Affirmative Action at the Crossroads: Which Direction will the Supreme Court Go?

Affirmative Action: Remedy or Racist? Recent actions by the Trump Administration and the pending resignation of Anthony Kennedy from the Supreme Court have brought into question the status of affirmative action, the set of federal policies instituted by John F. Kennedy to counteract centuries of discrimination against specific minorities in American society. Affirmative action was [...]

Civility in the Classroom and the Rise of American Fascism

Setting the Stage I am in a hotel room with three millennials: Grace, 24, Gabriel, 22, Glorie, 20. An argument is raging: How can I be civil with people who support evil? I know that’s harsh. Is your neighbor who voted for Trump evil? I’ll say no. But these young people are having none of it. [...]

The Politics and Pedagogy of Immigration Policy

The national debate over the Trump Administration policy of separating children from their parents at the southern border has reached a fever pitch. Images and audio of crying children, traumatized by the removal of their parents to detention facilities while the children are detained in what amounts to cages, have preoccupied the national media and gripped [...]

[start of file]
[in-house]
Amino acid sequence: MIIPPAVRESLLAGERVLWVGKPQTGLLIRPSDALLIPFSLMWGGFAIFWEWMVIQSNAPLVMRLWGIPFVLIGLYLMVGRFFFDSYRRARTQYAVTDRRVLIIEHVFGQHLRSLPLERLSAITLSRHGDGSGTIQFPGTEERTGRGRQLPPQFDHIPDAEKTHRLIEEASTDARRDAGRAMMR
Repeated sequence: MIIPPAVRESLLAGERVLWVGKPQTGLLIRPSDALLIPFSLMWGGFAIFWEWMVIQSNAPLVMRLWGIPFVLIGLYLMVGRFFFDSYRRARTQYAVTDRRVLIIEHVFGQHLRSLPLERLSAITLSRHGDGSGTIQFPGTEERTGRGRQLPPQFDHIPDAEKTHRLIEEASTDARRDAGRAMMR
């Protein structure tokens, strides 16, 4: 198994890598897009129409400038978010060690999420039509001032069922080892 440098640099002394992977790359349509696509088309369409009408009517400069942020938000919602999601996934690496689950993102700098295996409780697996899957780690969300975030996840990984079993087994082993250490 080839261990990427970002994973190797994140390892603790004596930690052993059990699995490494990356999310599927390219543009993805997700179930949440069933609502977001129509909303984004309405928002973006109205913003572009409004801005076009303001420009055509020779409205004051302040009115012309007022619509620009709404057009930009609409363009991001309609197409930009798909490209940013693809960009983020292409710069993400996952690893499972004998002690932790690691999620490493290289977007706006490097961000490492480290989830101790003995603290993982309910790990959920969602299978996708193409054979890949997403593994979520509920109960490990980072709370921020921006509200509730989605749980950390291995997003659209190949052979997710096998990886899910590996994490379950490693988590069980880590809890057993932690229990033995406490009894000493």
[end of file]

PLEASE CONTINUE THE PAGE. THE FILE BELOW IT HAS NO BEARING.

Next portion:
2018: Reflections on a School Year

It’s the Saturday after the last day of school for teachers. I am turning 58 today. I just completed my 34th year as a social studies teacher. Tomorrow is Father’s Day. Looking back over the past year and over the arch of my career, I want to write about the struggles and successes of my [...]

American Values In the Classroom and Community: Where do we stand as a nation today?

As a teacher and American citizen, it is difficult to discern what values we stand for as a nation today. It seems that our government has blurred the lines between right and wrong, truth and falsehood, equality and discrimination, and honesty and scandal. In the pendulum swing from the “post-racial” Obama years to the quasi-authoritarian [...]